The Theosophical Movement in Yugoslavia during the WW II

When the Kingdom of Yugoslavia was occupied, in the beginning of April 1941, members of the Theosophical Society in Yugoslavia in Zagreb ceased with any activity and turned the Society’s Headquarters into private apartment to protect the Society’s property against the quisling authorities.

While, in spite of occupation, members in Ljubljana continued with their work and illegally met in the notary office on Dalmatinova street 3. Supported by some members of the Rotary Club who procured the basic equipment for typing and propagation, they were preparing texts and actively joined the Liberation Front.

During the war perished 186 out of 378 members of the Theosophical Society in Yugoslavia, so the membership was nearly halved. Out of the members of the Lodge in Ljubljana two were sent to concentration camps, six to forced labor, three were imprisoned and four killed.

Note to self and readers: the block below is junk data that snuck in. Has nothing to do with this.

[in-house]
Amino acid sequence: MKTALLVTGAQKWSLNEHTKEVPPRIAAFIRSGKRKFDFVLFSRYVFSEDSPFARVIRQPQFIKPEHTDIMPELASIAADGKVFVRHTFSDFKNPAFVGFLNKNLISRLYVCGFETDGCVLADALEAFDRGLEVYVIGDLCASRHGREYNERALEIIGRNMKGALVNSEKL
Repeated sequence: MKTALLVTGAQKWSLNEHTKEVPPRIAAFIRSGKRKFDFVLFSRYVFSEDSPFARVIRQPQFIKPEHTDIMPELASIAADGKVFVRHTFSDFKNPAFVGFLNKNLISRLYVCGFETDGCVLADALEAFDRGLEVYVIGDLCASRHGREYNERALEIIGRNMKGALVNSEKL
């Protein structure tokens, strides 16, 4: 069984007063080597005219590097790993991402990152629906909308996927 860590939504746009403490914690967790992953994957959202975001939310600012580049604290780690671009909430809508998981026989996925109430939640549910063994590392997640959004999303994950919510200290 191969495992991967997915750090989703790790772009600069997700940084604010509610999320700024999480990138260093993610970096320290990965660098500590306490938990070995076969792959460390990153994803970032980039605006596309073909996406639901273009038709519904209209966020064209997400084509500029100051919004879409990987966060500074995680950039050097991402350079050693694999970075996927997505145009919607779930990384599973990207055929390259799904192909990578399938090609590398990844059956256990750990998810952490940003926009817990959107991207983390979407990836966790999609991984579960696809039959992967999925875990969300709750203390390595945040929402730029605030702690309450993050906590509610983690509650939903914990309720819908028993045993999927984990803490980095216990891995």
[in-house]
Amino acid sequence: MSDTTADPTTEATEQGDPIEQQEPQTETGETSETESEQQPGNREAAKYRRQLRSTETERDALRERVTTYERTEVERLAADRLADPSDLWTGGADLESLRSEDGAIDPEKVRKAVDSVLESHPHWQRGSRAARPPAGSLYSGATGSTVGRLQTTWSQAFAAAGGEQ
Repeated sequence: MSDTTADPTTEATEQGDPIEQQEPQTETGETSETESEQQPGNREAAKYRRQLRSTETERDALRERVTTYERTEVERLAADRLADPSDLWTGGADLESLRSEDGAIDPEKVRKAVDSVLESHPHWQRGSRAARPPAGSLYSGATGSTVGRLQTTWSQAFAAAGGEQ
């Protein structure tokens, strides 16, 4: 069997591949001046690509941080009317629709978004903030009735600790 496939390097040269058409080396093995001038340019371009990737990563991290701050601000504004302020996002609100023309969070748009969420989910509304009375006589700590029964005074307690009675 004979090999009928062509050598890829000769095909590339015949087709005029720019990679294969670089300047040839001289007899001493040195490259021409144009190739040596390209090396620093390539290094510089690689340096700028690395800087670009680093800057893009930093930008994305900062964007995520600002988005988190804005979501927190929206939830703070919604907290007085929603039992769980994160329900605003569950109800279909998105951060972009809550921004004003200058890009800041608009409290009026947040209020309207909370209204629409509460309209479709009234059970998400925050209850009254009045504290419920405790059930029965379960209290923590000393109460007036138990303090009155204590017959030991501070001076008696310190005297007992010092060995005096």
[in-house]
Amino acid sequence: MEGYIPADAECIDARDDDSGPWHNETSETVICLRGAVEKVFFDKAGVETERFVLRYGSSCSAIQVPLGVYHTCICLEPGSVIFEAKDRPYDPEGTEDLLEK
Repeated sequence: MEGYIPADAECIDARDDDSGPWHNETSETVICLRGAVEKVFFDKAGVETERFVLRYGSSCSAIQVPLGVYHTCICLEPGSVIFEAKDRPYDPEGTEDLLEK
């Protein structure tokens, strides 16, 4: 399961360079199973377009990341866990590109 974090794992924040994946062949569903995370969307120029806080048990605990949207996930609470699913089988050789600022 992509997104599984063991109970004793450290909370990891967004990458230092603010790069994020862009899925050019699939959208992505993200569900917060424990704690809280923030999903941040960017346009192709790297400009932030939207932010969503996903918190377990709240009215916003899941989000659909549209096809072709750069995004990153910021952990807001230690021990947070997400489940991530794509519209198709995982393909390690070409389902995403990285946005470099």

Germany, Italy and Hungary each annexed parts of Slovenia
http://www.ff.unilj.si/oddelki/zgodovin/wwwrepe/20th/Slovenia%20Second%20World%20War.pdf

while on the territory of Croatia there was established the Independent State of Croatia
http://en.wikipedia.org/wiki/Independent_State_of_Croatia

and on the territory of Serbia the Nedić’s Serbian State
http://en.wikipedia.org/wiki/Nedi%C4%87%27s_Serbia

Some other links regarding the History of Slovenia,
http://en.wikipedia.org/wiki/Timeline_of_Slovenian_history#1910s and further,
its fight against fascism
http://en.wikipedia.org/wiki/TIGR
and on the history of Balkans
http://en.wikipedia.org/wiki/History_of_the_Balkans

Following the Yugoslav partisan resistance to German, Hungarian, and Italian occupation and elimination of quisling groups, there was established the Federal National Republic of Yugoslavia in 1945, of which Slovenia formed a constituent republic.


This is fifth in the series of articles which tend to represent the history of the theosophical movement in Slovenia and former Yugoslavia. It is based on the presently available data and will be regularly updated with new recognitions where they come in our view. Therefore, readers are kindly asked to constructively collaborate in this representation with particulars known to them and which will further elucidate the history of the theosophical movement in Slovenia and former Yugoslavia.

Anton Rozman

Last update: January 2009
Copyright © 2005 Theosophy in Slovenia